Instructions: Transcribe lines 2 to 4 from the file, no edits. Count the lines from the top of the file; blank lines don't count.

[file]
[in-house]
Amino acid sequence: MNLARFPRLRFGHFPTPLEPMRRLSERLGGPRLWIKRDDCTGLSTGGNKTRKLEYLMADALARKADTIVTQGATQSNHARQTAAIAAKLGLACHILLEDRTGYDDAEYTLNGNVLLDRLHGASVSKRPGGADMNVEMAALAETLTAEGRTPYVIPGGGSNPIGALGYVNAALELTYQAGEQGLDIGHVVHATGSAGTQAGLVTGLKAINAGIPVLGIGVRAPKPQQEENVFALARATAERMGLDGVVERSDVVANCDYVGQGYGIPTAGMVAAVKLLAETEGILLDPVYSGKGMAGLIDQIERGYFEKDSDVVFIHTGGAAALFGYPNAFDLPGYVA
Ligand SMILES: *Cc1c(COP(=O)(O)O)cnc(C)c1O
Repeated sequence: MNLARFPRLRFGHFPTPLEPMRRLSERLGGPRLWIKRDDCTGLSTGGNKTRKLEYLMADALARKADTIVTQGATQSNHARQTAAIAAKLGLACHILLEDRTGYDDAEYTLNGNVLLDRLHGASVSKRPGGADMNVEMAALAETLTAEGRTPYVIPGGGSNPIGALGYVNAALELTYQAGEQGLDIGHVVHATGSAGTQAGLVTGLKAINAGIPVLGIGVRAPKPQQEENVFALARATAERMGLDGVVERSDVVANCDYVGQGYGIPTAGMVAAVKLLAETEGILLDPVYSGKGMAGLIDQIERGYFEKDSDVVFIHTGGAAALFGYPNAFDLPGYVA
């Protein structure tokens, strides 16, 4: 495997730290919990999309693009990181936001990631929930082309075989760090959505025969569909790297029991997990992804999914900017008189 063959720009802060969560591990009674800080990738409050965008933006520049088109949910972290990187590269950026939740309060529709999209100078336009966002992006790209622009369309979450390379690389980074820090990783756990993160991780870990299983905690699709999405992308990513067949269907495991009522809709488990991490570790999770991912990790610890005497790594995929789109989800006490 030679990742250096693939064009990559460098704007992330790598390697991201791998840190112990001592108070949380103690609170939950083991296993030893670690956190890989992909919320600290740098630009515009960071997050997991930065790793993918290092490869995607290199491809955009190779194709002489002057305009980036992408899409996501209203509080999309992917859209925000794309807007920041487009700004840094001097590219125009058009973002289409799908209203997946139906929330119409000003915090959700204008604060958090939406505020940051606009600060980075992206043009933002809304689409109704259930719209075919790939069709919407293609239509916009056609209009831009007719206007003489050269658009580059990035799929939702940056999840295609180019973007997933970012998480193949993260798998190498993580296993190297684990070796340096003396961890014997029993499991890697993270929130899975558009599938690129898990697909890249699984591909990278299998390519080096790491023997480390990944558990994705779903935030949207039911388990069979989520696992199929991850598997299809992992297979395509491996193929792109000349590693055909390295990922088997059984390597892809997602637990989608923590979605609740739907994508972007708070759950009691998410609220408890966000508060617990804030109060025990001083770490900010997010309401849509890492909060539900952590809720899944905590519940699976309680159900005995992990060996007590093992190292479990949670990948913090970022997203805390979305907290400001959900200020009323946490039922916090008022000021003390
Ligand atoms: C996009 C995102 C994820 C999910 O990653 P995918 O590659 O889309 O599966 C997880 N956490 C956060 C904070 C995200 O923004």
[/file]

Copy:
Amino acid sequence: MNLARFPRLRFGHFPTPLEPMRRLSERLGGPRLWIKRDDCTGLSTGGNKTRKLEYLMADALARKADTIVTQGATQSNHARQTAAIAAKLGLACHILLEDRTGYDDAEYTLNGNVLLDRLHGASVSKRPGGADMNVEMAALAETLTAEGRTPYVIPGGGSNPIGALGYVNAALELTYQAGEQGLDIGHVVHATGSAGTQAGLVTGLKAINAGIPVLGIGVRAPKPQQEENVFALARATAERMGLDGVVERSDVVANCDYVGQGYGIPTAGMVAAVKLLAETEGILLDPVYSGKGMAGLIDQIERGYFEKDSDVVFIHTGGAAALFGYPNAFDLPGYVA
Ligand SMILES: *Cc1c(COP(=O)(O)O)cnc(C)c1O
Repeated sequence: MNLARFPRLRFGHFPTPLEPMRRLSERLGGPRLWIKRDDCTGLSTGGNKTRKLEYLMADALARKADTIVTQGATQSNHARQTAAIAAKLGLACHILLEDRTGYDDAEYTLNGNVLLDRLHGASVSKRPGGADMNVEMAALAETLTAEGRTPYVIPGGGSNPIGALGYVNAALELTYQAGEQGLDIGHVVHATGSAGTQAGLVTGLKAINAGIPVLGIGVRAPKPQQEENVFALARATAERMGLDGVVERSDVVANCDYVGQGYGIPTAGMVAAVKLLAETEGILLDPVYSGKGMAGLIDQIERGYFEKDSDVVFIHTGGAAALFGYPNAFDLPGYVA